Parking lots, football stadiums and athletic fields will serve as graduation venues this spring as school districts adapt to ever-evolving pandemic limitations.
Several suburban schools are preparing for drive-in or in-person ceremonies with social distancing and other safety precautions -- a welcome shift from mostly virtual and drive-by ceremonies forced into use last school year in the early months of the COVID-19 pandemic. Many others still are formulating plans to comply with new health guidelines, which eased this week with state officials revising requirements for in-person learning aimed at encouraging a return to classrooms.
Face coverings still are required, but social distancing rules have been relaxed from 6 feet to 3 feet for students and fully vaccinated school employees, according to the Illinois State Board of Education and Illinois Department of Public Health.
"Decisions regarding whether to host safe and socially distanced events outside of school, such as open houses, registration, prom, graduation ceremonies, and other extracurricular events, will remain at the discretion of local school boards and superintendents in consultation with local public health departments," IDPH spokeswoman Melaney Arnold said.
Schools can hold in-person events, indoors or outdoors, in compliance with health guidelines for the use of face masks, capacity limits, social distancing, contact tracing, increased cleaning and disinfection, and limits on gatherings and seating, she added.
Glenbrook District 225 is taking a more intimate approach with smaller graduation events to accommodate safety concerns.
"At this time, given the gathering size limitations, it is not reasonable to plan for one large gathering with the entire graduating class at one time," said district spokeswoman Christina Salonikas.
Glenbrook North and South high schools' graduations will be held June 6 on campus. Officials are exploring various options for smaller ceremonies "giving each student an opportunity to walk across a stage and receive a diploma," Salonikas said.
Planning is underway for in-person, outdoor ceremonies, at several other suburban districts, including Northwest Suburban High School District 214, Maine Township High School District 207, Indian Prairie Unit District 204, and St. Charles Unit District 303.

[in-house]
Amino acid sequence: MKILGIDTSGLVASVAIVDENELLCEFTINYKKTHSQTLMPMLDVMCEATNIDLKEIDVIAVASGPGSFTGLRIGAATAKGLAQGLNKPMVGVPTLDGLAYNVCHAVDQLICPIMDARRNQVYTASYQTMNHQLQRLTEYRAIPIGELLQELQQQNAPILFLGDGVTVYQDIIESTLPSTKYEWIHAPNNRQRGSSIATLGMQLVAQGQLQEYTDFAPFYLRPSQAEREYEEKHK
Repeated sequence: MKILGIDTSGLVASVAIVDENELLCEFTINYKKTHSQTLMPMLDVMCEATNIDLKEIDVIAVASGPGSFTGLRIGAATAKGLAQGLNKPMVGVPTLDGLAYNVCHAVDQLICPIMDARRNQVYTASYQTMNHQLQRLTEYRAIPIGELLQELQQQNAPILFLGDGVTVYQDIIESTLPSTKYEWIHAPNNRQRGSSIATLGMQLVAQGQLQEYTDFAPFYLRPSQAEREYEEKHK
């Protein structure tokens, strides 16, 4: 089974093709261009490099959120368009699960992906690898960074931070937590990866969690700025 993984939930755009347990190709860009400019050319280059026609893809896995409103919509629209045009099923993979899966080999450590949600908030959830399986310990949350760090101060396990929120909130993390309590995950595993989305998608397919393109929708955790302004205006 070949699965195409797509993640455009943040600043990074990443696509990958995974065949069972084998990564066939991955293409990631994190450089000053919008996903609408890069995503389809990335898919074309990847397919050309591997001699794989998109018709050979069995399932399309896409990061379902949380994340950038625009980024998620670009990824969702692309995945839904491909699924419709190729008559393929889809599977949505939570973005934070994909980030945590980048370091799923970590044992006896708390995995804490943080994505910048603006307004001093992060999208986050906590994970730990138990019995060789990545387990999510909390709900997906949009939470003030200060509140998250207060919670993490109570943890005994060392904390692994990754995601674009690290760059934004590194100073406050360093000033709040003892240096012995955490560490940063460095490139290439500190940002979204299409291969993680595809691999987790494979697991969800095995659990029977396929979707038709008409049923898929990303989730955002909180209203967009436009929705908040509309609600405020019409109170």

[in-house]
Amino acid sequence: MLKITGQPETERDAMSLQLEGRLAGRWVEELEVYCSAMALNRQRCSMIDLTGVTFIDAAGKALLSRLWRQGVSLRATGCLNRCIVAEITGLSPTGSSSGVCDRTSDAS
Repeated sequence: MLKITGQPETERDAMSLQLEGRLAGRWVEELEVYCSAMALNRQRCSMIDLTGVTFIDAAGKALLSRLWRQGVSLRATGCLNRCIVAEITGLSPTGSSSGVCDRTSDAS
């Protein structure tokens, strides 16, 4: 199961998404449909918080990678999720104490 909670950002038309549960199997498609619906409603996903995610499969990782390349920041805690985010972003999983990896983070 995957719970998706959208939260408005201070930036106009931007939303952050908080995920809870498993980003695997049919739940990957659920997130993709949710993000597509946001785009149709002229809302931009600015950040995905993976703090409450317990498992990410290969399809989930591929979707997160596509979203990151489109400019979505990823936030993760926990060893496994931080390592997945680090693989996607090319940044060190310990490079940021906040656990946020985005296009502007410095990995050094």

Maine East, South and West high schools' graduations will be May 22, at the school's football stadium or field, and the ceremonies will be livestreamed and recorded. District 204's graduations have been at the Northern Illinois University Convocation Center for years, but will move this year to each high school's stadium May 28. St. Charles East and St. Charles North graduations that in past years have been held inside NIU's Convocation Center will be outdoors May 24 at the university's Huskie Stadium.
School leaders say they are trying to figure out ways to make the observances more meaningful for seniors despite pandemic challenges.
"We want to recognize our graduates in the most personal way possible while adhering to safety guidelines," said Peg Mannion, spokeswoman for Glenbard High School District 87. "Although administrators are still discussing options, they anticipate holding these ceremonies on our campuses. Multiple abbreviated ceremonies will likely have to take place to adhere to safety guidelines."
Despite limitations on pomp and circumstance rituals, school leaders are striving to observe some traditions, such as having students walk a stage to receive diplomas and allowing senior prom festivities.
While Palatine-Schaumburg High School District 211 is trying to finalize plans, officials also are working with student and parent groups to craft "creative, safe and enjoyable ways" to celebrate customary end-of-year events, such as award ceremonies, proms and graduations.
"We will do all that we can to make these activities in-person and memorable experiences for our students and their families," spokesman Tom Petersen said.